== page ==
Many times we look for the secret to live longer in the wrong places. From miracle diets to anti-aging creams, through gurus of cryogenics or anti-aging. But sometimes we forget to start with ourselves. For the habits that take care of our body, our organs and, especially, our heart. In this sense, a new study suggests that people who adhere firmly (and without wavering) to a series of 8 cardiovascular health tips can live for almost another decade than those that do not.
The study, published in circulation, found that people with the highest scores on these parameters lived up to nine years longer on average than those with the lowest scores. The more points, the more longevity. And these measure adherence to a set of lifestyle behaviors and health factors developed by the American Heart Association known as the ‘Life’s Essential 8’ or the eight essential aspects of life.
The new results show “that you can modify your lifestyle to live longer”says Dr. Lu Qi, lead author of the study, professor of epidemiology and director of the Center for Obesity Research at Tulane University in New Orleans.
The study is, so far, one of those with the largest sample of participants. So Qi and his colleagues analyzed data from 23,003 adults who participated in the 2005-2018 National Health and Nutrition Examination Survey, linking it with data from the National Death Index up to December 31, 2019. Subjects were between the ages of 20 and 79 and were followed for a median of 7, 8 years.
Using a 100-point scale, the researchers determined whether the participants had low cardiovascular health scores (score less than 50), moderate (50 to 79), or high (80 or more) for each of the eight components. They also calculated a global cardiovascular health score.
But what are these eight guidelines to follow to live longer? Its apparent “simplicity” should not surprise us, since, as we have sometimes mentioned, the enigma of longevity lies in the “obvious”. Thus, these measures recommend not using tobacco, staying physically active, following a healthy diet, getting adequate sleep, controlling your weight, and controlling your blood pressure, blood glucose, and cholesterol. A study prior to this found that adults with higher adherence to these measures lived longer without chronic diseases than those with lower scores.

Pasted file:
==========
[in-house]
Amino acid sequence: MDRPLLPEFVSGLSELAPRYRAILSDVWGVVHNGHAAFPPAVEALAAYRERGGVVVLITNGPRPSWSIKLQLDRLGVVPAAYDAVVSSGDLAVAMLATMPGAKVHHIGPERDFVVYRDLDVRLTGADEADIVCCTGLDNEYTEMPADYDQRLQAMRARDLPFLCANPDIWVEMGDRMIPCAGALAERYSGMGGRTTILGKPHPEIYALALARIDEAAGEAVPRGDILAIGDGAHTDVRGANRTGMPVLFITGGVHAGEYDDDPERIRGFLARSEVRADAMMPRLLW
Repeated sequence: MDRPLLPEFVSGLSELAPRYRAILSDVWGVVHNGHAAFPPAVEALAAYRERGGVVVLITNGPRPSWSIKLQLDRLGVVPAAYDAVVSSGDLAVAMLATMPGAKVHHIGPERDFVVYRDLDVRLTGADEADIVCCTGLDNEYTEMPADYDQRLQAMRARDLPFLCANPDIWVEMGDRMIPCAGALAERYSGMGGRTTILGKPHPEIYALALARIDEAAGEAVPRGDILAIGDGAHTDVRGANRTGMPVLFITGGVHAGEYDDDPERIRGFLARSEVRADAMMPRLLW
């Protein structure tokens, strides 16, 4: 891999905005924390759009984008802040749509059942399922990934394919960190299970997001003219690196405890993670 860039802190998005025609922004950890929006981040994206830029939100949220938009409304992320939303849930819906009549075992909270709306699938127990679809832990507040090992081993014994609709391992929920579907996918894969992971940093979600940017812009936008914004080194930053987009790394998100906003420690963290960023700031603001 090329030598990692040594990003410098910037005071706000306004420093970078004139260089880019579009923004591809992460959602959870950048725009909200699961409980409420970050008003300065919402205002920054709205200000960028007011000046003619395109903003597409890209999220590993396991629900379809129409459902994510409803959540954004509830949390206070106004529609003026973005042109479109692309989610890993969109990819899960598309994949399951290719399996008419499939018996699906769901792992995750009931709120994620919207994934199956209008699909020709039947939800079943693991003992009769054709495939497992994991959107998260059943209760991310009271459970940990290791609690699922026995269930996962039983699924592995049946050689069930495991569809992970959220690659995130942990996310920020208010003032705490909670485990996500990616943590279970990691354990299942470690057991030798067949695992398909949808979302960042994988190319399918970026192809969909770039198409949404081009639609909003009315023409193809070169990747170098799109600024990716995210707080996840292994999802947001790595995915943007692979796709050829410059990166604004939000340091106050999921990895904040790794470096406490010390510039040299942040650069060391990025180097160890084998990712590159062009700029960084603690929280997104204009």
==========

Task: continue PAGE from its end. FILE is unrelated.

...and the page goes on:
And in this case, the conclusions prove that people with the highest overall scores had an average 8.9 years more life expectancy at age 50 than those with the lowest scores. Among the individual components, tobacco use, sleep, physical activity, and blood glucose levels had the greatest influence on life expectancy.
Compared with people who smoked the most, those who did not smoke lived 7.4 years longer. Those who got the recommended seven to nine hours of sleep a night lived five years longer than those who got too much or not enough sleep. The most physically active people lived 4.6 years longer than the least active. And those who scored higher in maintaining glycemic control lived 4.9 years longer than those with poor glycemic control.
“What this shows us is how important a global assessment of cardiovascular health isbased on these eight factors,” said Nathan Wong, professor and director of the Cardiac Disease Prevention Program in the division of cardiology at the University of California, Irvine, who was not involved in the research. “It’s not just about fulfilling a or two things.” If we do it all, we will live almost 10 more years.
In fact, another of the conclusions of this work was that participants with ideal cardiovascular health had a longer life expectancy than individuals with poor cardiovascular health. Around the 42% increase in life expectancy in people with an ideal score was attributed to fewer deaths related to cardiovascular disease. And almost 58% of the life years gained from having a better cardiovascular health profile were not related to cardiovascular disease. “That indicates that the impact of maintaining good cardiovascular health extends to other causes of death,” Wong explains.
Other studies on the 8 tips: those who follow them suffer fewer chronic diseases that appear with age
It was a study promulgated by the same university, in New Orleans, which examined whether a high cardiovascular health score was associated with the absence of chronic disease. For it analyzed data from more than 136,000 adults UK residents who, at the time of enrollment, did not have cardiovascular disease, diabetes, cancer or dementia and had cardiovascular health score data.
The results proved that those who had a higher adherence to the “essential 8” lived more years without serious chronic diseases such as diabetes, cardiovascular, dementia and cancer. Specifically, men and women with an ideal score were expected to spend 75.9% and 83.4% of their lives in good health, respectively. Meanwhile, their male and female counterparts with a poor mark would spend 64.9% and 69.4% of their lives free of chronic disease.
Wong said these findings should motivate people to better understand their own cardiovascular health risks through personalized cardiovascular health score exams based on the 8 essential tips of life. “Consumers can get a good idea of their cardiovascular health from such an assessment and what they can do to improve their risk.”
Although the ‘Life’s Essential 80 includes many key parameters of cardiovascular health, according to Wong, future research should look at the extent to which other factors play a role. “The information about psychosocial factors such as stress and depressionas well as on social determinants of health, such as access to health care, may also play an important role in modifying the impact that key parameters of cardiovascular health have on cardiovascular and non-cardiovascular outcomes.”